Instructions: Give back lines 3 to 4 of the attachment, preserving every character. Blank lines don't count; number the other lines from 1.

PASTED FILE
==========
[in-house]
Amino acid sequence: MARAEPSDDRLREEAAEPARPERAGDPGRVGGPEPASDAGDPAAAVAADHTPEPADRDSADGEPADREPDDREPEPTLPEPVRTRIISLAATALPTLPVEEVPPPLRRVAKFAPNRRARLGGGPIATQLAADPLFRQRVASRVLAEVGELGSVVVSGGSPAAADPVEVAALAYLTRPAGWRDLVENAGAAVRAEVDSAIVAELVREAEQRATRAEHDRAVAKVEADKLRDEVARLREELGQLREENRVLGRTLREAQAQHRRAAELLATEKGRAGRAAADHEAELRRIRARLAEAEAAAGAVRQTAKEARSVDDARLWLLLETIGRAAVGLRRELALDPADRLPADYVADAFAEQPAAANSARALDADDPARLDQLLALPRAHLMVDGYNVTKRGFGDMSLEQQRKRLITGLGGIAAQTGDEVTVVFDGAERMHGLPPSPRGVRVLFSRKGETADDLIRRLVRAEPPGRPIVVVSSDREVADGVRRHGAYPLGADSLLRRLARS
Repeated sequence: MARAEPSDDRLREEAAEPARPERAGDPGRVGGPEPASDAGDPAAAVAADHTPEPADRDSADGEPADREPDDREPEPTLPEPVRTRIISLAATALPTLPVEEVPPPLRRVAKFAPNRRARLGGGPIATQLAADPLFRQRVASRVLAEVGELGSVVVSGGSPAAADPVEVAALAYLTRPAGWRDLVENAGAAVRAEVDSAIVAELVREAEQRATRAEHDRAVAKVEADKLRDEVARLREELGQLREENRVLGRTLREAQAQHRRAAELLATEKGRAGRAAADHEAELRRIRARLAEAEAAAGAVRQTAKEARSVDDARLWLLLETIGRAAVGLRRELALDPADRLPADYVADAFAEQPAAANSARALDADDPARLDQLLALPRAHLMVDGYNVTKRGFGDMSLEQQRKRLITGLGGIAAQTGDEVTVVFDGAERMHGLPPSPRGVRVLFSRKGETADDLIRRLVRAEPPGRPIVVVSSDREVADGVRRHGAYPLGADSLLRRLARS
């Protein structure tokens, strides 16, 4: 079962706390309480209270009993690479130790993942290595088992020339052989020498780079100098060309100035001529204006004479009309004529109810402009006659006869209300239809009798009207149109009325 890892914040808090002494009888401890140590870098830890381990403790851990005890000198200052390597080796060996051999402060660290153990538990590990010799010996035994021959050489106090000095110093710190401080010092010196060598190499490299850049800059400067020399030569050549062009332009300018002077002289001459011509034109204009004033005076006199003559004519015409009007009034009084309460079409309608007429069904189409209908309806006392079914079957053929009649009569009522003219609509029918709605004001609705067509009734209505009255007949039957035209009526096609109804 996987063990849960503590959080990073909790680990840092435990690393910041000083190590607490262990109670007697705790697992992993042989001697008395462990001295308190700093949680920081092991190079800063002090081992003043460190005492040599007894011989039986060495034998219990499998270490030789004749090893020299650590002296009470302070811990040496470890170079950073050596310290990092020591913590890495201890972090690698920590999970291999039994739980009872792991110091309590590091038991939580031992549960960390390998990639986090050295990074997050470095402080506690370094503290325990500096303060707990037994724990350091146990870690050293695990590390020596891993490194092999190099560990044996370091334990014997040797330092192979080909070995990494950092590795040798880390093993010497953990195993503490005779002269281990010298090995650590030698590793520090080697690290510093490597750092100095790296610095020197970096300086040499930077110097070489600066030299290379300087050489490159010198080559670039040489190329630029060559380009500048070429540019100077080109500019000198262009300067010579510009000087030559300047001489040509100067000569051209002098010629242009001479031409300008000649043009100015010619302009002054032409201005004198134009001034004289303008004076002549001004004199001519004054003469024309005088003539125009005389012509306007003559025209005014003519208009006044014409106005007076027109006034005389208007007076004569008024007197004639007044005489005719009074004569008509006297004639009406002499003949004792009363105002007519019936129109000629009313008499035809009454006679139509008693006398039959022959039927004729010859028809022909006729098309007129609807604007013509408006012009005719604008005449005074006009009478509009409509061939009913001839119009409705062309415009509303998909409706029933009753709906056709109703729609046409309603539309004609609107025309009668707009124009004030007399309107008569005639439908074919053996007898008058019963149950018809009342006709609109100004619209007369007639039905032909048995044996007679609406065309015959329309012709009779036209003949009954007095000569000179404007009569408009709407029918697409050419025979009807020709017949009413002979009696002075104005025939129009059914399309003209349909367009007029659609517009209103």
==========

Repeated sequence: MARAEPSDDRLREEAAEPARPERAGDPGRVGGPEPASDAGDPAAAVAADHTPEPADRDSADGEPADREPDDREPEPTLPEPVRTRIISLAATALPTLPVEEVPPPLRRVAKFAPNRRARLGGGPIATQLAADPLFRQRVASRVLAEVGELGSVVVSGGSPAAADPVEVAALAYLTRPAGWRDLVENAGAAVRAEVDSAIVAELVREAEQRATRAEHDRAVAKVEADKLRDEVARLREELGQLREENRVLGRTLREAQAQHRRAAELLATEKGRAGRAAADHEAELRRIRARLAEAEAAAGAVRQTAKEARSVDDARLWLLLETIGRAAVGLRRELALDPADRLPADYVADAFAEQPAAANSARALDADDPARLDQLLALPRAHLMVDGYNVTKRGFGDMSLEQQRKRLITGLGGIAAQTGDEVTVVFDGAERMHGLPPSPRGVRVLFSRKGETADDLIRRLVRAEPPGRPIVVVSSDREVADGVRRHGAYPLGADSLLRRLARS
């Protein structure tokens, strides 16, 4: 079962706390309480209270009993690479130790993942290595088992020339052989020498780079100098060309100035001529204006004479009309004529109810402009006659006869209300239809009798009207149109009325 890892914040808090002494009888401890140590870098830890381990403790851990005890000198200052390597080796060996051999402060660290153990538990590990010799010996035994021959050489106090000095110093710190401080010092010196060598190499490299850049800059400067020399030569050549062009332009300018002077002289001459011509034109204009004033005076006199003559004519015409009007009034009084309460079409309608007429069904189409209908309806006392079914079957053929009649009569009522003219609509029918709605004001609705067509009734209505009255007949039957035209009526096609109804 996987063990849960503590959080990073909790680990840092435990690393910041000083190590607490262990109670007697705790697992992993042989001697008395462990001295308190700093949680920081092991190079800063002090081992003043460190005492040599007894011989039986060495034998219990499998270490030789004749090893020299650590002296009470302070811990040496470890170079950073050596310290990092020591913590890495201890972090690698920590999970291999039994739980009872792991110091309590590091038991939580031992549960960390390998990639986090050295990074997050470095402080506690370094503290325990500096303060707990037994724990350091146990870690050293695990590390020596891993490194092999190099560990044996370091334990014997040797330092192979080909070995990494950092590795040798880390093993010497953990195993503490005779002269281990010298090995650590030698590793520090080697690290510093490597750092100095790296610095020197970096300086040499930077110097070489600066030299290379300087050489490159010198080559670039040489190329630029060559380009500048070429540019100077080109500019000198262009300067010579510009000087030559300047001489040509100067000569051209002098010629242009001479031409300008000649043009100015010619302009002054032409201005004198134009001034004289303008004076002549001004004199001519004054003469024309005088003539125009005389012509306007003559025209005014003519208009006044014409106005007076027109006034005389208007007076004569008024007197004639007044005489005719009074004569008509006297004639009406002499003949004792009363105002007519019936129109000629009313008499035809009454006679139509008693006398039959022959039927004729010859028809022909006729098309007129609807604007013509408006012009005719604008005449005074006009009478509009409509061939009913001839119009409705062309415009509303998909409706029933009753709906056709109703729609046409309603539309004609609107025309009668707009124009004030007399309107008569005639439908074919053996007898008058019963149950018809009342006709609109100004619209007369007639039905032909048995044996007679609406065309015959329309012709009779036209003949009954007095000569000179404007009569408009709407029918697409050419025979009807020709017949009413002979009696002075104005025939129009059914399309003209349909367009007029659609517009209103």